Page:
Learning how to start rock climbing has become increasingly sought after as the sport has become more and more popular over the past few decades.
Back in the 60s and 70s at the beginning of American rock climbing movement in Yosemite, it was a counter-culture and fringe sport. An extreme activity for the brave and depraved that few people know about much less took seriously.
Since the First ascent of El Capitan in 1958 by Wayne Merry, Warren Harding and George Whitmore (which took a mind-numbing 47 days on the wall, compared to the modern-day speed record of 1 hour 58 min and 7 seconds by Alex Honnold and Tommy Caldwell in 2018) a lot has been learned in the past 60 years that has pushed the sport forward.
With climbing in the Olympics and climbing gyms becoming popular in mainstream athletics, the sport has gone through a series of transformations. With the help of professional coaches and modern training methodologies young talented climbers are breaking records left and right.
But even with all that advancement, learning how to start rock climbing is still fundamentally different from other activities.
Ernest Hemingway once famously said, “There are only three sports: bullfighting, motor racing, and mountaineering; all the rest are merely games.”
Unfortunately, people die while climbing every year, and many more are seriously injured. It is an inherently dangerous pursuit and as such is distinctly different from more traditional “sports”.
That being said, it is also deeply rewarding and fulfilling for those who participate in any form of climbing or mountaineering.
Don’t you owe it to yourself to get the proper training and mentorship from a certified guide? Someone to show you the ropes and how to use them properly as you learn how to start rock climbing?
One of the greatest things about rock climbing is that it can be so many different things to so many different people.
Even under the discipline of rock climbing, there are a multitude of sub-categories and lots of terminologies to learn. It can be quite overwhelming and discouraging for any newcomer.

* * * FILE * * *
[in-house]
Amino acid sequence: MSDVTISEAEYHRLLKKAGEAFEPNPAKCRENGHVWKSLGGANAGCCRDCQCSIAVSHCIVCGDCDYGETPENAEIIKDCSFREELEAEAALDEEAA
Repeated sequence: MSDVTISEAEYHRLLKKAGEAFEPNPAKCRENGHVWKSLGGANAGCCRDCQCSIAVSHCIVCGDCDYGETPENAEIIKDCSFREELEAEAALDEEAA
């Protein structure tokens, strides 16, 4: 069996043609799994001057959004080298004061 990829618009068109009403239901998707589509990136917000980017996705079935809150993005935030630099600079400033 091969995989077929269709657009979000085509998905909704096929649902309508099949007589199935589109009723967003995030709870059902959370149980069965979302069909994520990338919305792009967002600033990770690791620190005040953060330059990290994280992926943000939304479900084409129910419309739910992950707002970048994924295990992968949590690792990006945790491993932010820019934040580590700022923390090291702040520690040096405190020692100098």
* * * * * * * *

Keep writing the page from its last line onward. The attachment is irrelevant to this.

Here are a few distinctions you should know before you embark on learning how to rock climb.
The vast majority of climbing is called free climbing which means that the climber uses their hands and feet to ascend the rock. However, a rope is used in case the climber falls, but it isn’t used for upward progress.
Free climbing without a rope is called free soloing, which is very different and incredibly dangerous.
Most people start their rock climbing careers in the climbing gym because that eliminates most variables. It is also likely the most easily accessible jumping-off point into the sport to begin learning how to start rock climbing and lends itself to a busy life.
Bouldering is the simplest form of climbing because it deploys the use of thick pads that cushion the climber when they fall.
Needless to say, this form of climbing doesn’t allow the climber to go very high off the ground. But it does allow you to get familiar with the movement of rock climbing.
However, because bouldering is so condensed it is often very hard and discouraging for beginners.
The next step would be to learn how to top rope.
This requires some infrastructure and a climbing partner. Basically, the climber is attached to a rope that goes up, through an anchor and back down to their partner or belayer. As the climber goes up the belayer pulls in rope until they are ready to be lowered from the top.
In rock climbing, context and application of skills or techniques reins supreme.
Learning how, when and most importantly why to do certain things is critically important for your safety.
Hiring a guide or instructor when you are first learning how to start rock climbing is an excellent way to develop those skills. They will be able to show you the necessary skills to perform at whatever level you desire.
With enough training and experience, you can take your climbing to new heights.
Sure the legendary climbers of the 50s and 60s invented many techniques and equipment to help them scale the cliffs of the world.
But that was a long long time ago.
We can stand on the shoulders of giants and learn the lessons of those who came before us. By hiring a climbing guide you’ll shortcut the trial and error of the past. You will learn modern rock climbing techniques to get you climbing with more confidence.